China: Authorities grow bolder in Uighur crackdown
|Publication Date||4 July 2011|
|Cite as||Amnesty International, China: Authorities grow bolder in Uighur crackdown, 4 July 2011, available at: http://www.refworld.org/docid/4e4cc8522.html [accessed 5 March 2015]|
|Disclaimer||This is not a UNHCR publication. UNHCR is not responsible for, nor does it necessarily endorse, its content. Any views expressed are solely those of the author or publisher and do not necessarily reflect those of UNHCR, the United Nations or its Member States.|
Two years on from riots and mass arrests in China's Xinjiang Uyghur Autonomous Region, Amnesty International has warned that the Chinese authorities continue to silence those speaking out on abuses during and after the unrest.
Hundreds of people were detained and prosecuted following the riots, with several dozen sentenced to death or executed and hundreds detained, with many of these sentenced to long prison terms.
Managers of well known Uighur websites and journalists have been jailed for involvement in posting messages announcing the protests, or for talking to foreign media.
Uighur asylum seeker Ershidin Israil was recently forcibly returned from Kazakhstan to China amid reported pressure from the Chinese authorities. He had been recently interviewed by Radio Free Asia about the alleged torture and death in custody of a young Uighur man in the aftermath of the protests.
"The government is not only still muzzling people who speak out about July 2009, it is using its influence outside its borders to shut them up," said Sam Zarifi, Amnesty International's Director for the Asia-Pacific.
"The general trend towards repression that we see all over China is particularly pronounced in Xinjiang, where the Uighur population has become a minority in its own homeland."
On 5 July 2009 a protest in the regional capital Urumqi against perceived Chinese government inaction over the death of a Uighur factory worker in southern China, turned to ethnic rioting following police violence against demonstrators.
The unrest was followed by numerous reports of enforced disappearances, and torture in detention. The government is still arresting those who reveal human rights abuses that took place during and after the protests.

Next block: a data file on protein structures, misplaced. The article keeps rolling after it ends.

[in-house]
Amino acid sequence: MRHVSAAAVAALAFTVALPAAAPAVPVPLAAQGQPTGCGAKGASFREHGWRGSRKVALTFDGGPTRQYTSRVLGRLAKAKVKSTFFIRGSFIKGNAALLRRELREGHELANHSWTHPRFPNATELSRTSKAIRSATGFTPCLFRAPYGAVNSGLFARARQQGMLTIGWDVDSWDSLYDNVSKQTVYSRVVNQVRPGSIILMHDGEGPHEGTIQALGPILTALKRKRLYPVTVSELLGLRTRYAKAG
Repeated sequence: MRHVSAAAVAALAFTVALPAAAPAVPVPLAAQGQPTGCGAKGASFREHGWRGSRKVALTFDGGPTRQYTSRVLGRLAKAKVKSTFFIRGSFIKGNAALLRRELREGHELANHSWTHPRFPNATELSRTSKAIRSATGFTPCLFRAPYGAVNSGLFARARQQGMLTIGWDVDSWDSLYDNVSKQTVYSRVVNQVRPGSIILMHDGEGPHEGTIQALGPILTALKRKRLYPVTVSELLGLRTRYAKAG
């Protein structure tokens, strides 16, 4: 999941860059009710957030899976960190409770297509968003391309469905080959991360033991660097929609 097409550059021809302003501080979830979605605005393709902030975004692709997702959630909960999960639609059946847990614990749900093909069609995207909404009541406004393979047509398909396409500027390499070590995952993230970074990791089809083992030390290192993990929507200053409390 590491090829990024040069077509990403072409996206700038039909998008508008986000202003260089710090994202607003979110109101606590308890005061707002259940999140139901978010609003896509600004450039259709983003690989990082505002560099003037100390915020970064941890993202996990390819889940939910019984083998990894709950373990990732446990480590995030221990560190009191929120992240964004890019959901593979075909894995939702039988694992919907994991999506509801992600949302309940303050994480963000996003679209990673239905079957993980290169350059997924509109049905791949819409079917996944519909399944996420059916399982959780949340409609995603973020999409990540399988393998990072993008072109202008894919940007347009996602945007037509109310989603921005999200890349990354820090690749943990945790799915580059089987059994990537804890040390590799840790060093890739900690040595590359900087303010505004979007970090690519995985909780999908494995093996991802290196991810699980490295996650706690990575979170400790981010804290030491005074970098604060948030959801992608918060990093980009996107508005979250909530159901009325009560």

Dozens of people have reportedly been detained and ill-treated in connection with the revelation of the alleged death in custody reported to Radio Free Asia.
"Attacking every Uighur who speaks freely is no way to resolve the underlying grievances that led to the 2009 protests in the first place," said Sam Zarifi. "The Chinese government has to listen to the grievances of the Uighur community and address their demands to have their rights respected and their culture protected."
Memetjan Abdulla, a prominent state radio broadcaster is serving a life sentence for posting a protest notice on the Uighur website Salkin. Tursanjan Hezim and Dilshat Paerhat, both former web editors of well-known Uighur websites that reportedly posted protest notices, are serving seven and five years sentences respectively.
Hairat Niyaz, a Uighur journalist and website editor previously seen as pro-government, is serving a 15-year sentence on charges of "endangering state security" for essays he had written and interviews he gave to Hong Kong journalists following the July 2009 protests.
The Chinese authorities blamed overseas agitators for planning, directing and instigating the July 2009 unrest, without presenting evidence. According to official figures, 197 died in the course of the violence, the vast majority of them Han Chinese.
Eye witness accounts presented by Amnesty International in its 2010 report, Justice, justice': The July 2009 protests in Xinjiang, China,' cast doubt on the official version of events, and point to unnecessary or excessive use of force by police against Uighur protesters including beatings, use of tear gas and shooting directly into crowds.